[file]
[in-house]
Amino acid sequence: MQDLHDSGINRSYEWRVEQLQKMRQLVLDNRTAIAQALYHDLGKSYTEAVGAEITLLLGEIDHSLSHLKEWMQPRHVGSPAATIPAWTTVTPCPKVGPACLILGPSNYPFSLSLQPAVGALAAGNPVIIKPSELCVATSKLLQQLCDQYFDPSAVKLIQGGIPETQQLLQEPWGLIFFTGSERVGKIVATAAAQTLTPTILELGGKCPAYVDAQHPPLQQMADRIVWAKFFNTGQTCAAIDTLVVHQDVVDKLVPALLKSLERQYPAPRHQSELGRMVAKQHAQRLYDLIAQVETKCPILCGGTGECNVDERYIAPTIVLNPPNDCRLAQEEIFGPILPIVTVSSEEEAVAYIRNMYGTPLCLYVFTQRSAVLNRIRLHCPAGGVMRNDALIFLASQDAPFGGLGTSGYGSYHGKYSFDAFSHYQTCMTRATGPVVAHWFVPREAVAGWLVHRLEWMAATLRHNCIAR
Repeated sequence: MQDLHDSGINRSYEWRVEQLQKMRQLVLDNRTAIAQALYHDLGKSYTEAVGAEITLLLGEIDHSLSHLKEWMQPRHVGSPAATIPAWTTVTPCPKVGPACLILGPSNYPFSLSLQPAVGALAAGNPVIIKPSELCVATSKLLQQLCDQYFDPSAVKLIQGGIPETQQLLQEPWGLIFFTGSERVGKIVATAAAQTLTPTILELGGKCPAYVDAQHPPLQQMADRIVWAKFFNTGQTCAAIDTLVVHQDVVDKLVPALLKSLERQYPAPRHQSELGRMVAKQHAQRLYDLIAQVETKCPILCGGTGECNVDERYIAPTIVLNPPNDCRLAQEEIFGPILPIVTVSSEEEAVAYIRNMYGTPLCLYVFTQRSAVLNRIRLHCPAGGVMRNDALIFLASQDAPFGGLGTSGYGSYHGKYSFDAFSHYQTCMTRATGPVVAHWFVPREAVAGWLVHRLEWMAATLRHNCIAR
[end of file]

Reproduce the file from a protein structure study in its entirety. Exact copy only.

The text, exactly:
[in-house]
Amino acid sequence: MQDLHDSGINRSYEWRVEQLQKMRQLVLDNRTAIAQALYHDLGKSYTEAVGAEITLLLGEIDHSLSHLKEWMQPRHVGSPAATIPAWTTVTPCPKVGPACLILGPSNYPFSLSLQPAVGALAAGNPVIIKPSELCVATSKLLQQLCDQYFDPSAVKLIQGGIPETQQLLQEPWGLIFFTGSERVGKIVATAAAQTLTPTILELGGKCPAYVDAQHPPLQQMADRIVWAKFFNTGQTCAAIDTLVVHQDVVDKLVPALLKSLERQYPAPRHQSELGRMVAKQHAQRLYDLIAQVETKCPILCGGTGECNVDERYIAPTIVLNPPNDCRLAQEEIFGPILPIVTVSSEEEAVAYIRNMYGTPLCLYVFTQRSAVLNRIRLHCPAGGVMRNDALIFLASQDAPFGGLGTSGYGSYHGKYSFDAFSHYQTCMTRATGPVVAHWFVPREAVAGWLVHRLEWMAATLRHNCIAR
Repeated sequence: MQDLHDSGINRSYEWRVEQLQKMRQLVLDNRTAIAQALYHDLGKSYTEAVGAEITLLLGEIDHSLSHLKEWMQPRHVGSPAATIPAWTTVTPCPKVGPACLILGPSNYPFSLSLQPAVGALAAGNPVIIKPSELCVATSKLLQQLCDQYFDPSAVKLIQGGIPETQQLLQEPWGLIFFTGSERVGKIVATAAAQTLTPTILELGGKCPAYVDAQHPPLQQMADRIVWAKFFNTGQTCAAIDTLVVHQDVVDKLVPALLKSLERQYPAPRHQSELGRMVAKQHAQRLYDLIAQVETKCPILCGGTGECNVDERYIAPTIVLNPPNDCRLAQEEIFGPILPIVTVSSEEEAVAYIRNMYGTPLCLYVFTQRSAVLNRIRLHCPAGGVMRNDALIFLASQDAPFGGLGTSGYGSYHGKYSFDAFSHYQTCMTRATGPVVAHWFVPREAVAGWLVHRLEWMAATLRHNCIAR